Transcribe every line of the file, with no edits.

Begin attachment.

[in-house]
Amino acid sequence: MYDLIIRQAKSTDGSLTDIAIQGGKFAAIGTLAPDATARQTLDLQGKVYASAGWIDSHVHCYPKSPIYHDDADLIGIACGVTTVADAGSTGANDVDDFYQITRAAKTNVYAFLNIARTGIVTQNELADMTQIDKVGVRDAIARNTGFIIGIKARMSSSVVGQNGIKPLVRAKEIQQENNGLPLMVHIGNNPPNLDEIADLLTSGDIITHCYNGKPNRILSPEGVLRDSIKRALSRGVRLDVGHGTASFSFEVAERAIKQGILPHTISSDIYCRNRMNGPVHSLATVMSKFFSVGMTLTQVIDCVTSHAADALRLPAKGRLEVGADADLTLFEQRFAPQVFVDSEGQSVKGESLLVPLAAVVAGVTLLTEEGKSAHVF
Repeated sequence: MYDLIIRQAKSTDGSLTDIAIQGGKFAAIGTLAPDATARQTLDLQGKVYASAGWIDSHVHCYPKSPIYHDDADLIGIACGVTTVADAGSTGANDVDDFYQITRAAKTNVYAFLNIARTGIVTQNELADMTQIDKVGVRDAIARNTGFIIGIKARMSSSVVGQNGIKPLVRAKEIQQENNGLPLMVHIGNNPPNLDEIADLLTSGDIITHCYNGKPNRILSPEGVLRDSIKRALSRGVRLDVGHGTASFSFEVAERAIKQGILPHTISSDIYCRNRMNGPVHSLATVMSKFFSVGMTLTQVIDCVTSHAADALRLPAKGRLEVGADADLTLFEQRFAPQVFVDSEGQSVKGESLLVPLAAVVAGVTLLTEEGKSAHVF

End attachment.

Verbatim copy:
[in-house]
Amino acid sequence: MYDLIIRQAKSTDGSLTDIAIQGGKFAAIGTLAPDATARQTLDLQGKVYASAGWIDSHVHCYPKSPIYHDDADLIGIACGVTTVADAGSTGANDVDDFYQITRAAKTNVYAFLNIARTGIVTQNELADMTQIDKVGVRDAIARNTGFIIGIKARMSSSVVGQNGIKPLVRAKEIQQENNGLPLMVHIGNNPPNLDEIADLLTSGDIITHCYNGKPNRILSPEGVLRDSIKRALSRGVRLDVGHGTASFSFEVAERAIKQGILPHTISSDIYCRNRMNGPVHSLATVMSKFFSVGMTLTQVIDCVTSHAADALRLPAKGRLEVGADADLTLFEQRFAPQVFVDSEGQSVKGESLLVPLAAVVAGVTLLTEEGKSAHVF
Repeated sequence: MYDLIIRQAKSTDGSLTDIAIQGGKFAAIGTLAPDATARQTLDLQGKVYASAGWIDSHVHCYPKSPIYHDDADLIGIACGVTTVADAGSTGANDVDDFYQITRAAKTNVYAFLNIARTGIVTQNELADMTQIDKVGVRDAIARNTGFIIGIKARMSSSVVGQNGIKPLVRAKEIQQENNGLPLMVHIGNNPPNLDEIADLLTSGDIITHCYNGKPNRILSPEGVLRDSIKRALSRGVRLDVGHGTASFSFEVAERAIKQGILPHTISSDIYCRNRMNGPVHSLATVMSKFFSVGMTLTQVIDCVTSHAADALRLPAKGRLEVGADADLTLFEQRFAPQVFVDSEGQSVKGESLLVPLAAVVAGVTLLTEEGKSAHVF